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PARIS, THE NEW NORMAL? — Diana Johnstone files an in-depth report from Paris on the political reaction to the Charlie Hebdo shootings; The Treachery of the Black Political Class: Margaret Kimberley charts the rise and fall of the Congressional Black Caucus; The New Great Game: Pepe Escobar assays the game-changing new alliance between Russia and Turkey; Will the Frackers Go Bust? Joshua Frank reports on how the collapse of global oil prices might spell the end of the fracking frenzy in the Bakken Shale; The Future of the Giraffe: Ecologist Monica Bond reports from Tanzania on the frantic efforts to save one of the world’s most iconic species. Plus: Jeffrey St. Clair on Satire in the Service of Power; Chris Floyd on the Age of Terrorism and Absurdity; Mike Whitney on the Drop Dead Fed; John Wight on the rampant racism of Clint Eastwood’s “American Sniper;” John Walsh on Hillary Clinton and Lee Ballinger on the Gift of Anger.
The Pre-Emient Historian of War

Gabriel Kolko, 1932-2014

by JEFFREY ST. CLAIR

We received word this morning that our friend and long-time CounterPunch writer Gabriel Kolko died yesterday at his home in Amsterdam. Kolko, author of The Triumph of Conservatism, Anatomy of a War: the United States, Vietnam and the Modern Historical Experience, and Century of War: Politics, Conflicts and Society Since 1914, was one of the pre-eminent historians of our time. Kolko was born in Paterson, New Jersey in 1932. He attended Kent State University and received his doctorate in history from Harvard.  Along with Saul Landau, Kolko was one of the circle of historians trained at University of Wisconsin by the great William Appleman Williams. Kolko taught history for many years at York University in Toronto. He moved to Amsterdam soon after his retirement. Kolko’s books on the progressive era, the Cold War, Vietnam and the war on terror stand as some of the most trenchant and revealing documents of our time. For the past few years, Gabe had been working feverishly on an assessment of Vietnam in the decades after the war. Kolko had a profound influence on my thinking and it was a privilege to publish his writing over the last 15 years. A fuller appraisal of Kolko’s life and work is forthcoming.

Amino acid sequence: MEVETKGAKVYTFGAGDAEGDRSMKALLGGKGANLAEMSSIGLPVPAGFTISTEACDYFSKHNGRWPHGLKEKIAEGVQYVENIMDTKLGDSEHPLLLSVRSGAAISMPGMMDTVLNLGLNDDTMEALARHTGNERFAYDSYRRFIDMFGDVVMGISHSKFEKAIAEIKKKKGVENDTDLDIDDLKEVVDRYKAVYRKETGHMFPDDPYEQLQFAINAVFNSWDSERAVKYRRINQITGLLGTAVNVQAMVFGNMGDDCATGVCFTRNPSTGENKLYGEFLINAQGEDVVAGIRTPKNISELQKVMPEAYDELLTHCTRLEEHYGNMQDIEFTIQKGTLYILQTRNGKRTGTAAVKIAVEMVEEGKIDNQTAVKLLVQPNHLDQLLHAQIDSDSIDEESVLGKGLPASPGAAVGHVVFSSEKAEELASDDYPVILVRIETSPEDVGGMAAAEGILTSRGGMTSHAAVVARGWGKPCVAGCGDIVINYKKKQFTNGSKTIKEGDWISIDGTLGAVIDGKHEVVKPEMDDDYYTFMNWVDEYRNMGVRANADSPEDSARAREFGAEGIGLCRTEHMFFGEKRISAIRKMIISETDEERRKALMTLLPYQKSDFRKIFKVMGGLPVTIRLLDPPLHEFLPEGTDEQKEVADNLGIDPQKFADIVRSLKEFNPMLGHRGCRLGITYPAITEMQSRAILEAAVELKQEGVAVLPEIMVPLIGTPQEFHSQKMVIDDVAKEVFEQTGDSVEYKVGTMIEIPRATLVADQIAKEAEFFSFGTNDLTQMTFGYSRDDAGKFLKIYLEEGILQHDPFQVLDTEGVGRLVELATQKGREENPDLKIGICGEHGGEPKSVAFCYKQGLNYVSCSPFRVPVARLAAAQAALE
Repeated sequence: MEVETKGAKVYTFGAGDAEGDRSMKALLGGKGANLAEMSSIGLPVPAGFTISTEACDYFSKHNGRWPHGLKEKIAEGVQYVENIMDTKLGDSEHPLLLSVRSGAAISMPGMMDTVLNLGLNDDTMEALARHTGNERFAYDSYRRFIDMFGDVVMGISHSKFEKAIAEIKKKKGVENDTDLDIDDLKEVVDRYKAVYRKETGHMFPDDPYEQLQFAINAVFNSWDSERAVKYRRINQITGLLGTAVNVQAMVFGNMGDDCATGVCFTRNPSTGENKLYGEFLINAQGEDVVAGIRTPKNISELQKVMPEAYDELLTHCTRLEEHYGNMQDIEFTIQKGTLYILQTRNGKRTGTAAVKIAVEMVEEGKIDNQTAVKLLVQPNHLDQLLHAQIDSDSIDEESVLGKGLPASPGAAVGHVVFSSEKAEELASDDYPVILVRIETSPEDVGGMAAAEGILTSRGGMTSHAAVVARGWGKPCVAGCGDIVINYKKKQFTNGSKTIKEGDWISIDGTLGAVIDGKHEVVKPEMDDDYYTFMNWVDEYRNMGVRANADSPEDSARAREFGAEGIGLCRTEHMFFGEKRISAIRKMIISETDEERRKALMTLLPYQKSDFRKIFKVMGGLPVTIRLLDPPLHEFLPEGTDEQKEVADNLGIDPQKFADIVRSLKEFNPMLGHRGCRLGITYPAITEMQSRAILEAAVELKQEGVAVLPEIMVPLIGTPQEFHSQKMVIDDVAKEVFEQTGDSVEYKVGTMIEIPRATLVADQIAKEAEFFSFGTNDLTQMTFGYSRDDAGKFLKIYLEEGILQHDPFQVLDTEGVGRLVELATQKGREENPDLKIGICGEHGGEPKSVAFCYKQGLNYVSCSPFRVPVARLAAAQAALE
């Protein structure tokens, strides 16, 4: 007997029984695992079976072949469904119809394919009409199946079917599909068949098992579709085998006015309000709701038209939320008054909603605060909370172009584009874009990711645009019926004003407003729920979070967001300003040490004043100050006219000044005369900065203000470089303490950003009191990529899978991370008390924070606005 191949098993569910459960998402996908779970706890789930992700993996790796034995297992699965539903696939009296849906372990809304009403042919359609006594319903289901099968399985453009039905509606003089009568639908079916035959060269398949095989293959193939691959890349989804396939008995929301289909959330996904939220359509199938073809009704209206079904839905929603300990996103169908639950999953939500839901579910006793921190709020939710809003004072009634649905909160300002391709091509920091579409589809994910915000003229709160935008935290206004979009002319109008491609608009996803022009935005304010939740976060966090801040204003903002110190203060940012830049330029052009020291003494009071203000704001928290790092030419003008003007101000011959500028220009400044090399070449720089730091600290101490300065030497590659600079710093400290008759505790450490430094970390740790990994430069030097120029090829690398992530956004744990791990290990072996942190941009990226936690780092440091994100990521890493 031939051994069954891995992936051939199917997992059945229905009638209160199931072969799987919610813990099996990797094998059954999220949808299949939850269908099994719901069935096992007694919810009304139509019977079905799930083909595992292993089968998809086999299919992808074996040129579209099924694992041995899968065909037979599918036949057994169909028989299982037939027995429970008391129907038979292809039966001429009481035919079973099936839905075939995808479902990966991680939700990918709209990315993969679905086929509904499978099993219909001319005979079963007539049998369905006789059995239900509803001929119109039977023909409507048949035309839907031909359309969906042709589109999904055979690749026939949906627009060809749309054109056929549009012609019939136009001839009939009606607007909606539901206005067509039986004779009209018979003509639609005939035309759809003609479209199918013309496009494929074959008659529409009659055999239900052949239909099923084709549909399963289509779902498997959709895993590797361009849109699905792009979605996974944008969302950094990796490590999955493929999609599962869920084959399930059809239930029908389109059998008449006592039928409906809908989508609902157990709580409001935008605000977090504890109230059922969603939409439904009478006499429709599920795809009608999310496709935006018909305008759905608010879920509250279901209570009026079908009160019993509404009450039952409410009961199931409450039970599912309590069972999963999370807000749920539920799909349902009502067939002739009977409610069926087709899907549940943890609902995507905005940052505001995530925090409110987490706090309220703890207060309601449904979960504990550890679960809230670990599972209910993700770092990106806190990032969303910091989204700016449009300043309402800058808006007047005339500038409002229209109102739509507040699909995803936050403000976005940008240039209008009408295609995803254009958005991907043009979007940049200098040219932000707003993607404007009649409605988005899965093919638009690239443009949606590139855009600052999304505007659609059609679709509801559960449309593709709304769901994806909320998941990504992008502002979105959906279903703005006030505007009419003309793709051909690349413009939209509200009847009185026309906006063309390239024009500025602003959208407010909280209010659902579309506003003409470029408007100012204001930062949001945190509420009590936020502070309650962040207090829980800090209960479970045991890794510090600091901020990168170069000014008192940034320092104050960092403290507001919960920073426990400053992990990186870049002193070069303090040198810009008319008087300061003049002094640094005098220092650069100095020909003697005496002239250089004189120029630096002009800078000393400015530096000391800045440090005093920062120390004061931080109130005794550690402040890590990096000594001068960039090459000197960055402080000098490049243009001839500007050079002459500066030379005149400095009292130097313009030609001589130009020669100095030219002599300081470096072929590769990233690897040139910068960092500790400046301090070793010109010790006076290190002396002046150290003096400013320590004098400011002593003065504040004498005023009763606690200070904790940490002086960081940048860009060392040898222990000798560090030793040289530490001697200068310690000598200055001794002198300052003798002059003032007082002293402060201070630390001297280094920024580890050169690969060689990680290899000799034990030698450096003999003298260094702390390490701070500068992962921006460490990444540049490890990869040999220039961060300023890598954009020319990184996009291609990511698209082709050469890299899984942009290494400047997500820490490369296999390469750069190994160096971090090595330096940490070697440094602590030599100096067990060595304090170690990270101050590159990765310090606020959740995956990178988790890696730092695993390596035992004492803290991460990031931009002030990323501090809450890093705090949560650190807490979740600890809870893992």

Jeffrey St. Clair edits CounterPunch. He can be reached at: sitka@comcast.net.